BUG SEASON IS COMING, AND HOLLYWOOD has the screen door wide open. Insects—the horrific, gargantuan type bent on exterminating America and all it stands for—will infest movie houses in numbers not seen since the Eisenhower era. How did those '50s B-movie terrors metamorphose into the bad guys of the '90s? "Aliens—all right, bug aliens—are one of the only groups it's not politically incorrect to hate," says director Barry Sonnenfeld, whose tongue-in-cheek thriller Men in Black, opening July 2, pits Tommy Lee Jones and Will Smith against oversize mantis-type aliens. "If you're looking for villains, they're perfect," adds director Guillermo del Toro, whose July 18 Mimic places creatures he calls a hybrid of termites and praying mantises in New York City. "They have no heart, no soul." The pestilence spreads to indie director Gregg Araki's surrealistic Nowhere and this fall's Starship Troopers, in which soldiers battle arachnid-like aliens. Still in the larval stage are two animated films: Bugs, a follow-up to Toy Story, and Ants, with the voice of Woody Allen.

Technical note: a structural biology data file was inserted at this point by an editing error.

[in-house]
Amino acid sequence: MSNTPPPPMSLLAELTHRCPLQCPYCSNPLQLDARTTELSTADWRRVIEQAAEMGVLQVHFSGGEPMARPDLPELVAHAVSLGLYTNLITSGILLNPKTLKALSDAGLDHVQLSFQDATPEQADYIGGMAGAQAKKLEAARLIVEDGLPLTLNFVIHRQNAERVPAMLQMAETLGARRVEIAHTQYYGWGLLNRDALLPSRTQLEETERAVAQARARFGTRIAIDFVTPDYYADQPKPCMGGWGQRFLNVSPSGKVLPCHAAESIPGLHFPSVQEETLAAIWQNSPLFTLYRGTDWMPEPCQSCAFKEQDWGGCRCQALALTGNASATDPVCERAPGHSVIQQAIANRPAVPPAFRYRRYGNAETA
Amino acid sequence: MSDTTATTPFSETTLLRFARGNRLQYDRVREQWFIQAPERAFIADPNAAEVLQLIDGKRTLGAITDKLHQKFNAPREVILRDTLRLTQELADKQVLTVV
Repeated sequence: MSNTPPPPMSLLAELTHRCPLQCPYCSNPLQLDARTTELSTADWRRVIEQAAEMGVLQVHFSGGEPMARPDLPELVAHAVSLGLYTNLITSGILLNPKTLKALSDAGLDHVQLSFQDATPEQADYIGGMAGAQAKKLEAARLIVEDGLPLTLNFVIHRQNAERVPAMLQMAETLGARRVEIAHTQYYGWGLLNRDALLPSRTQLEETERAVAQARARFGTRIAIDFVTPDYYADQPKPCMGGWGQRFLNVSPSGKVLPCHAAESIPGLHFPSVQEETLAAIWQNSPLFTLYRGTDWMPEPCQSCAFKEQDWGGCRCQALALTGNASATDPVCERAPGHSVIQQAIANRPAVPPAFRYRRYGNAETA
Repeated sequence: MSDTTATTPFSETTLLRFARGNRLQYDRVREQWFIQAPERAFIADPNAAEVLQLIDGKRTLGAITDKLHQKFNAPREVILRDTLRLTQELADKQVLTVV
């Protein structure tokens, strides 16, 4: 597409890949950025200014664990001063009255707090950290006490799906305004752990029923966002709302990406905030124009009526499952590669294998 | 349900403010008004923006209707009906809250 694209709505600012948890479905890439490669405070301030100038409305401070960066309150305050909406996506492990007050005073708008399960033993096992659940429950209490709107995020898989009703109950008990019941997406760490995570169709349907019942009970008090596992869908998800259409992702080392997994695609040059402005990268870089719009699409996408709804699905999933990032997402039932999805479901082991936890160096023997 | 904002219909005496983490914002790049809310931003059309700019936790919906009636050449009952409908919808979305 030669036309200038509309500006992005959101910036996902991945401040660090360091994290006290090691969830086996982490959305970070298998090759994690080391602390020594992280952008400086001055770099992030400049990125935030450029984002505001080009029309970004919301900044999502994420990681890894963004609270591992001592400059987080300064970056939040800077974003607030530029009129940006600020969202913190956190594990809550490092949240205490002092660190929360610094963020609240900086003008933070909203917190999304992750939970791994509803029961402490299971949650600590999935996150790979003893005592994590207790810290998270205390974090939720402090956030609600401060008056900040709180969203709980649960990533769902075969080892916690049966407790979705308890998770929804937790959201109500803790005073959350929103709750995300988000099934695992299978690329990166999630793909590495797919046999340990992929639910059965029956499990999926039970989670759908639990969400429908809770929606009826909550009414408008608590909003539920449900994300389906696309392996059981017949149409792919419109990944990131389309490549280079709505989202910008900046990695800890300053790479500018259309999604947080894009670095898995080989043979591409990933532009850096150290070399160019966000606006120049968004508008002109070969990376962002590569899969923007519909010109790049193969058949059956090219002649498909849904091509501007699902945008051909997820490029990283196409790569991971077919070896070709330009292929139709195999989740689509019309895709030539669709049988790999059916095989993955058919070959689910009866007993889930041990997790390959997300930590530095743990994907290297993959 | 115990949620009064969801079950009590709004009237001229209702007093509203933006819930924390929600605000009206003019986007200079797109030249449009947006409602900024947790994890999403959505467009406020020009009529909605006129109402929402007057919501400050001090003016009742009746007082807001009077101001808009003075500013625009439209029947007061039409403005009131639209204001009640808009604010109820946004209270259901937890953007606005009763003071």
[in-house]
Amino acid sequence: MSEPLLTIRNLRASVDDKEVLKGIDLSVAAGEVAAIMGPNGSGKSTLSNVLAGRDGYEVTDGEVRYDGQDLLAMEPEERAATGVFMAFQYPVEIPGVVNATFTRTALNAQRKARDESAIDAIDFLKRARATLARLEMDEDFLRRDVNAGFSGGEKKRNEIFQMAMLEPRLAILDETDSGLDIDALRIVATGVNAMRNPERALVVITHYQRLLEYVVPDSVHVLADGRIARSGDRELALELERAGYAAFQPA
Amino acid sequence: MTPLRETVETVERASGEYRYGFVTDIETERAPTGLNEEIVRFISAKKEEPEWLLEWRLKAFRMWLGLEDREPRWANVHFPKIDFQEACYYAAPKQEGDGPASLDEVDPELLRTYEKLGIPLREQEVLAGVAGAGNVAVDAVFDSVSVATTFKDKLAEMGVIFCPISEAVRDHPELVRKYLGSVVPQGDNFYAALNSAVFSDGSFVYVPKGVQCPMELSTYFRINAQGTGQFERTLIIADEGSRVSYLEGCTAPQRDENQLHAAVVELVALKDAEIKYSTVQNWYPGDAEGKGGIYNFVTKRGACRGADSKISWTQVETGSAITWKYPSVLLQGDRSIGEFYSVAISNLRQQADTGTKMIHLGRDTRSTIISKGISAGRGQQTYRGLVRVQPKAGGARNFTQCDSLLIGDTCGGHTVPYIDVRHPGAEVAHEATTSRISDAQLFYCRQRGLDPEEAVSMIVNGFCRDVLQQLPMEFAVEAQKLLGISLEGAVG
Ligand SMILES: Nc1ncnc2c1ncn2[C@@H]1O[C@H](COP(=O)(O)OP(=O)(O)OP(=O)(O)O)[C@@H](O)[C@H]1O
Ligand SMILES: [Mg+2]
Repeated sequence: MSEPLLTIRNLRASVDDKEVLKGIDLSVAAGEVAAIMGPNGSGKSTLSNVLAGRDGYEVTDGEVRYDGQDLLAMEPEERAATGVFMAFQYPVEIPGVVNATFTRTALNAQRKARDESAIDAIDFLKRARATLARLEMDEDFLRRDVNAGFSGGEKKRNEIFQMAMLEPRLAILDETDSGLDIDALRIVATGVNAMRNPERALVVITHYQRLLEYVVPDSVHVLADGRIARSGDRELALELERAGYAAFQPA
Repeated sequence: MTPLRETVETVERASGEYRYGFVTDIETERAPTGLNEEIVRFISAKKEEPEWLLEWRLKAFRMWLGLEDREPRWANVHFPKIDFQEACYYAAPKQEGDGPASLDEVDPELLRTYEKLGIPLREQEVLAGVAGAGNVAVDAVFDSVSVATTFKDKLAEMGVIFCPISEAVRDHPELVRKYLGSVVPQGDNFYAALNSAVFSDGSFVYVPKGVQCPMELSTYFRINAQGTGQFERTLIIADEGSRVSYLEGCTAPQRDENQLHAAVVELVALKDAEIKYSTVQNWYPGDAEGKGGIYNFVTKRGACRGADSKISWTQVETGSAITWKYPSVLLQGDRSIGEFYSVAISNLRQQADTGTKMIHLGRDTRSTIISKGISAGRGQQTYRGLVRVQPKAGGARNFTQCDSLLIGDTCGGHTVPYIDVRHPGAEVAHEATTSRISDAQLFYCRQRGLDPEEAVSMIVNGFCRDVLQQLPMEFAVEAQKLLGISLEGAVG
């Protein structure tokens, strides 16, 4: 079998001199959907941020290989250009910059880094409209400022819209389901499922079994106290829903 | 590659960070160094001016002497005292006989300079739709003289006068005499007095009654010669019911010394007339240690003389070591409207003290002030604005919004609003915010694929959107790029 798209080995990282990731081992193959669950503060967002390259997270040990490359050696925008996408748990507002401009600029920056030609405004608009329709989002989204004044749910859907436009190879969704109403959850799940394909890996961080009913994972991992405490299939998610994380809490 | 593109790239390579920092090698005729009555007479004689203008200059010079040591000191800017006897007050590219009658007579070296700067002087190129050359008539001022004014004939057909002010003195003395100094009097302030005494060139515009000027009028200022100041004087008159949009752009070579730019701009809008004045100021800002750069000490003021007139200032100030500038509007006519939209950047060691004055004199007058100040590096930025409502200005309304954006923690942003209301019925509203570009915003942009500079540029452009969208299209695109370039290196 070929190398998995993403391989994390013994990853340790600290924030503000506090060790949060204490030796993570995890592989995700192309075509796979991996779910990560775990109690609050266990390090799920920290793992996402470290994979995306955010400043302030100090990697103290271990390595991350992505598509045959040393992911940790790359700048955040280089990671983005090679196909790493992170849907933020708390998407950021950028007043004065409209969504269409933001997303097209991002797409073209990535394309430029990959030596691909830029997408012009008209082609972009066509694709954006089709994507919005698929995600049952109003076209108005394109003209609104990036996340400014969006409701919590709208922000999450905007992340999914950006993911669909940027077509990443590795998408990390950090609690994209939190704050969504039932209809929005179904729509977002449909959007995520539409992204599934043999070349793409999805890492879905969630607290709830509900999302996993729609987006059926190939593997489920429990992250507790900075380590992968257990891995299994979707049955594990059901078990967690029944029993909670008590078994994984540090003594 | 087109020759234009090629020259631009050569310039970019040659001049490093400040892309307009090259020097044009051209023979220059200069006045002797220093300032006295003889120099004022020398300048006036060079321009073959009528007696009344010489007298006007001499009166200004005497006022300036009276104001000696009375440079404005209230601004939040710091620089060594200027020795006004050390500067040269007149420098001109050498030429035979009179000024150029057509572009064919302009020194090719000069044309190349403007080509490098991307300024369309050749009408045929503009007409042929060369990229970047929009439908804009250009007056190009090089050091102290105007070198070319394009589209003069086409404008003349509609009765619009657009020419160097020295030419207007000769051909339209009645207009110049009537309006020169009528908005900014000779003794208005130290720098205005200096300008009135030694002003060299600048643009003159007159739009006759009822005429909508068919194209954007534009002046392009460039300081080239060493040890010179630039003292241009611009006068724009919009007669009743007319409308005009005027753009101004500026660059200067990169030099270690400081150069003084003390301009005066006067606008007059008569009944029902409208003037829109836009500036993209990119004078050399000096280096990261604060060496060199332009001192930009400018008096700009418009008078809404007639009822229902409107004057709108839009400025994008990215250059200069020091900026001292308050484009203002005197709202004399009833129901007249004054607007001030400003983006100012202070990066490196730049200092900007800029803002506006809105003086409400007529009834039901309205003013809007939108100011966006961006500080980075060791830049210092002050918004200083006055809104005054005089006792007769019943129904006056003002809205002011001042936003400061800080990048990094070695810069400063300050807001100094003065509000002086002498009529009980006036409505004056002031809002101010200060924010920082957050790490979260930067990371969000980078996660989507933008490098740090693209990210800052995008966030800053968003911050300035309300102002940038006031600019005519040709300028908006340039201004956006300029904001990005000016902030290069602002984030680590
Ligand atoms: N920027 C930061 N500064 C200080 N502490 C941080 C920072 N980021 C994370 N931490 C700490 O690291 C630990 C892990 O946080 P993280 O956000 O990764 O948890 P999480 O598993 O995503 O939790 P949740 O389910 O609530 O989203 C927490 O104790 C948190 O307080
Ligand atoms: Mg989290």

Will insect pics have legs? The singing roaches in last year's Joe's Apartment got squashed at the box office. But the new bugs are bigger, badder and, studios hope, therefore better. "We're able to do amazing things that we couldn't do before," says Star-ship screenwriter Ed Neumeier. Mimic coproducer Michael Zoumas insists that crawlie creepshows are timeless. "Bugs are gross," he says. "Remember the last time you squished one?"